Open Education Week (March 27-31) is a celebration of the global Open Education Movement. Its goal is to raise awareness about the movement and its impact on teaching and learning worldwide. SMU Libraries are helping to celebrate this week with three brief interviews with as many Open Education experts. Today’s questions are answered by SMU’s very own Jonathan McMichael, User Experience Librarian.


What is Open Education?

Open Education Resources (OER) are any instructional materials including full courses, textbooks, assignments, videos, tests, software, etc. that are intentionally kept in the public domain. The goal is that they are accessible to anyone interested in teaching and learning the content. Together, they create a “free” curriculum that allows for greater access to quality learning materials.

Why is Open Education important?

Open Education sees education as a public good. We must imagine that each time money is demanded for education there is a section of the population unable to pay that money. This means, each time a person charged for education, a barrier has been created keeping some from that education. Open Education looks to remove all of those barriers allowing for the free and open use and reuse of educational materials. The idea is for more people to have greater access to quality education, which is better for everyone.

What would Open Education mean for Higher Education?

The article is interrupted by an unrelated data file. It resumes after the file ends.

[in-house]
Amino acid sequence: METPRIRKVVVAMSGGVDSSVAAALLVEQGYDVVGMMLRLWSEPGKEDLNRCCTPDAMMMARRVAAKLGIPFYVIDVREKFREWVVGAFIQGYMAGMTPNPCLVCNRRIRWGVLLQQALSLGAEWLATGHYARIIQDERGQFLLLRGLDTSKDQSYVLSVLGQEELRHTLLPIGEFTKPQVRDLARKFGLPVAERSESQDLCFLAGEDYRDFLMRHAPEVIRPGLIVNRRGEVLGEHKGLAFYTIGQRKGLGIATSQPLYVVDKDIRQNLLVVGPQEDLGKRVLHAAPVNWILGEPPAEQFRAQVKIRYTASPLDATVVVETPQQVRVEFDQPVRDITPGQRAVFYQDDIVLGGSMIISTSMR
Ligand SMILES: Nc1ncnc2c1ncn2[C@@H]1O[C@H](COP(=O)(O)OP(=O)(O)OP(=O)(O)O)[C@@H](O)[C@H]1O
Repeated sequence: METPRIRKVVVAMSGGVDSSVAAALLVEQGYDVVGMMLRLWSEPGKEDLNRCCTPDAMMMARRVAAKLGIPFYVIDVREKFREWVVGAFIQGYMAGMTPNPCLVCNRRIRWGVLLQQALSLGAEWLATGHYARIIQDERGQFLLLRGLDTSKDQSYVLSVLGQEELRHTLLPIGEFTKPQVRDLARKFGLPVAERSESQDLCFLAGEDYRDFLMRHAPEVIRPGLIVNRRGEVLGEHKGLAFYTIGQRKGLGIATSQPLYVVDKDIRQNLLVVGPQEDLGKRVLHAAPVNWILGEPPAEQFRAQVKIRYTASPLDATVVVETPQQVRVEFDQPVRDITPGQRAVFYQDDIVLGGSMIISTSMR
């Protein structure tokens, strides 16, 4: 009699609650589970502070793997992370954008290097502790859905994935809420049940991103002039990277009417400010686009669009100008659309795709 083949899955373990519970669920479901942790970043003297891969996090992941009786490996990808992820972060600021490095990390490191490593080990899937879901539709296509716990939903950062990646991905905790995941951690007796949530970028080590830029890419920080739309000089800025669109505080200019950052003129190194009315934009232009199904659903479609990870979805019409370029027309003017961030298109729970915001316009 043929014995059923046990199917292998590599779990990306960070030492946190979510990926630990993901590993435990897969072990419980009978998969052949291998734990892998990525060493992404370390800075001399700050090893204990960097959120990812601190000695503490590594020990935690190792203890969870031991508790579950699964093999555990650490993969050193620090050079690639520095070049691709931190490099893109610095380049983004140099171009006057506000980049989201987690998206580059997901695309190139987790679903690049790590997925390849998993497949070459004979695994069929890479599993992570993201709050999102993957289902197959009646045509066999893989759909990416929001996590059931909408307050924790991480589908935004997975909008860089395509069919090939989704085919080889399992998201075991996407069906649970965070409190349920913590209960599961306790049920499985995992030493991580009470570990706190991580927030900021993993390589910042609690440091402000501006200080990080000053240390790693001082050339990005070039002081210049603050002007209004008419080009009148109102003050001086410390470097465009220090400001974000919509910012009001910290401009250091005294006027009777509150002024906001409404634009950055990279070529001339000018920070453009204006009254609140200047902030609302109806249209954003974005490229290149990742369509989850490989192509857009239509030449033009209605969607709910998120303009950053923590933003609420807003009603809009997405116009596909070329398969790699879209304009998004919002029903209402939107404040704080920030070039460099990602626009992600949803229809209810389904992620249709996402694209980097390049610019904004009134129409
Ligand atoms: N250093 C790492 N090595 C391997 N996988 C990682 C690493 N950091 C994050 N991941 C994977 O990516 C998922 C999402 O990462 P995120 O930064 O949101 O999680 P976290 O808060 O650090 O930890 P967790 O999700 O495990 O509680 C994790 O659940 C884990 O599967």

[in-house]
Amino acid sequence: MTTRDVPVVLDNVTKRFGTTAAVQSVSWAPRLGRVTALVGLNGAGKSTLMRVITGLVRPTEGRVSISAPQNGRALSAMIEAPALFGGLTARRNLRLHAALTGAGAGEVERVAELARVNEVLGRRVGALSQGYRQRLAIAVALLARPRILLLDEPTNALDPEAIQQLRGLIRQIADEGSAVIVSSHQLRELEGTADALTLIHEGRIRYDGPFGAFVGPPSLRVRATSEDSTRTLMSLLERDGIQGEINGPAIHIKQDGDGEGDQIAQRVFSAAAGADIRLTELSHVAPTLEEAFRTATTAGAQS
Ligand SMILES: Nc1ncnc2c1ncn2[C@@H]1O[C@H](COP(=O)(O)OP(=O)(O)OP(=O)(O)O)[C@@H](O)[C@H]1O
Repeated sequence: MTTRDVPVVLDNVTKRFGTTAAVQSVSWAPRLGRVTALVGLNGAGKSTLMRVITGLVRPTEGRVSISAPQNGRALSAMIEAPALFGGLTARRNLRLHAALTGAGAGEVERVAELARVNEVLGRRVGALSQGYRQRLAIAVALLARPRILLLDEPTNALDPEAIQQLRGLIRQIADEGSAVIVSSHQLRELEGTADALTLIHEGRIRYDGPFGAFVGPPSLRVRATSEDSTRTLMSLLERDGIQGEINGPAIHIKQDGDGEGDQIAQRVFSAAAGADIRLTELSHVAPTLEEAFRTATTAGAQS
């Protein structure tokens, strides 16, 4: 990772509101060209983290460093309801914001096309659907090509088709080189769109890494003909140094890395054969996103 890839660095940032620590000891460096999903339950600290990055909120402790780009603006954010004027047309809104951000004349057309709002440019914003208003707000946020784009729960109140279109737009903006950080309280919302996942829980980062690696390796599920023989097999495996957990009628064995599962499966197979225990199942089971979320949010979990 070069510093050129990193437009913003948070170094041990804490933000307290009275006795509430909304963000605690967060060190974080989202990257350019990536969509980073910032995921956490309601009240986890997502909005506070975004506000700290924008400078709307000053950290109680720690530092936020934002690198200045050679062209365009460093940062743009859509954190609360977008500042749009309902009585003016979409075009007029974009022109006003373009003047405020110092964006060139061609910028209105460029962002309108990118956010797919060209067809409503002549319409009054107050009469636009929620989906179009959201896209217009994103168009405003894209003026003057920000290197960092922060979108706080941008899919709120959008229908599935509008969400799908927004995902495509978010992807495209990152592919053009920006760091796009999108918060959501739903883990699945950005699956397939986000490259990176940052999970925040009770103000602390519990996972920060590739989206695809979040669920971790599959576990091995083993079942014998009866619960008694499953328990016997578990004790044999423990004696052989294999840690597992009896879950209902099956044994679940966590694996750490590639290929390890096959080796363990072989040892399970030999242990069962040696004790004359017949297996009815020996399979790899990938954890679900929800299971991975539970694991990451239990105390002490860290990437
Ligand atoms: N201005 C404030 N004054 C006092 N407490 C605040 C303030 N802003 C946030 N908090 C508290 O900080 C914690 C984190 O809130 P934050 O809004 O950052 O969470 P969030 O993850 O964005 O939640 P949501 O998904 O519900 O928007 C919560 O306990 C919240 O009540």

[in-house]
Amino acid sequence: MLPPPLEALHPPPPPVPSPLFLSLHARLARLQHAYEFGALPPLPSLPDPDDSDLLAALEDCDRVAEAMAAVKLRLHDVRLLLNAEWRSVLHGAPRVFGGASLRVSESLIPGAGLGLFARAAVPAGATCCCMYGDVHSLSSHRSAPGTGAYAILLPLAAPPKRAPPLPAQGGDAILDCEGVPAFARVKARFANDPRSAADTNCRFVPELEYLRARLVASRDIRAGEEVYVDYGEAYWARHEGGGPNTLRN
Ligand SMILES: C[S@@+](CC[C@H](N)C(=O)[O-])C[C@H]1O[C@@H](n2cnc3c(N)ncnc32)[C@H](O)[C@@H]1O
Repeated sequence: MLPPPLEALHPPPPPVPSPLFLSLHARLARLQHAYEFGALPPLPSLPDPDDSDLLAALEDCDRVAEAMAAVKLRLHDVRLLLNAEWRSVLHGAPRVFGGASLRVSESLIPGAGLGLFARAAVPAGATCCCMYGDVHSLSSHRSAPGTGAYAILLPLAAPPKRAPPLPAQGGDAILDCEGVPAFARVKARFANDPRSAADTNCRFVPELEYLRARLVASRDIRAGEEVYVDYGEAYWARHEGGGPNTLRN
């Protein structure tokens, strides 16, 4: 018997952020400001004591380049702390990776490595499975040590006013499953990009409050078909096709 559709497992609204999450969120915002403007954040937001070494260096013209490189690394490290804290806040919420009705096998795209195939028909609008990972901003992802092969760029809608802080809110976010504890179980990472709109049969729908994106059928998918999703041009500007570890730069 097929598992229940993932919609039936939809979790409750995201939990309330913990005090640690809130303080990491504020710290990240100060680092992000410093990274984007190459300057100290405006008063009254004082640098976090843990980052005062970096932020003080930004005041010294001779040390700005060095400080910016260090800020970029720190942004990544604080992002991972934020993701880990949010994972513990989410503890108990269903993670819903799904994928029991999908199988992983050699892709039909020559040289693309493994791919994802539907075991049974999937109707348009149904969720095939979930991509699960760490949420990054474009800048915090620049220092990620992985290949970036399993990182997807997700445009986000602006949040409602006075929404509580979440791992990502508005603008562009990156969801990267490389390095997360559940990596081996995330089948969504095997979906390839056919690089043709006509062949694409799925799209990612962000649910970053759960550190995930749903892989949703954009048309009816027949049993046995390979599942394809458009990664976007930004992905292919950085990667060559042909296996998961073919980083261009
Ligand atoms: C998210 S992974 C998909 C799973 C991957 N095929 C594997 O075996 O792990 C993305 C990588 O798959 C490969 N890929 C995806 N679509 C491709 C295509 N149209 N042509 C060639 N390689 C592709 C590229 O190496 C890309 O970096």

Certainly OER would expand access to educational resources to more learners with far more consistency. While this could lead to better learning experience to non-traditional students, all student could stand to benefit. Lowering the transactional cost of education can benefit every learner because it makes teaching and educational design cheaper and easier.

OER also has the potential to address the rising costs of higher education. Giving instructors the ability to pick and choose from a suite of Open Education Resources, which could then be modified for their individual classes, could promote access to a greater diversity of learning environments.

For examples of OER, check out OpenStax Higher Education resources.


Thanks, Jonathan! Stay tuned for our second installment in this series on March 29th, when we chat with Daniel Williamson, Managing Director at OpenStax


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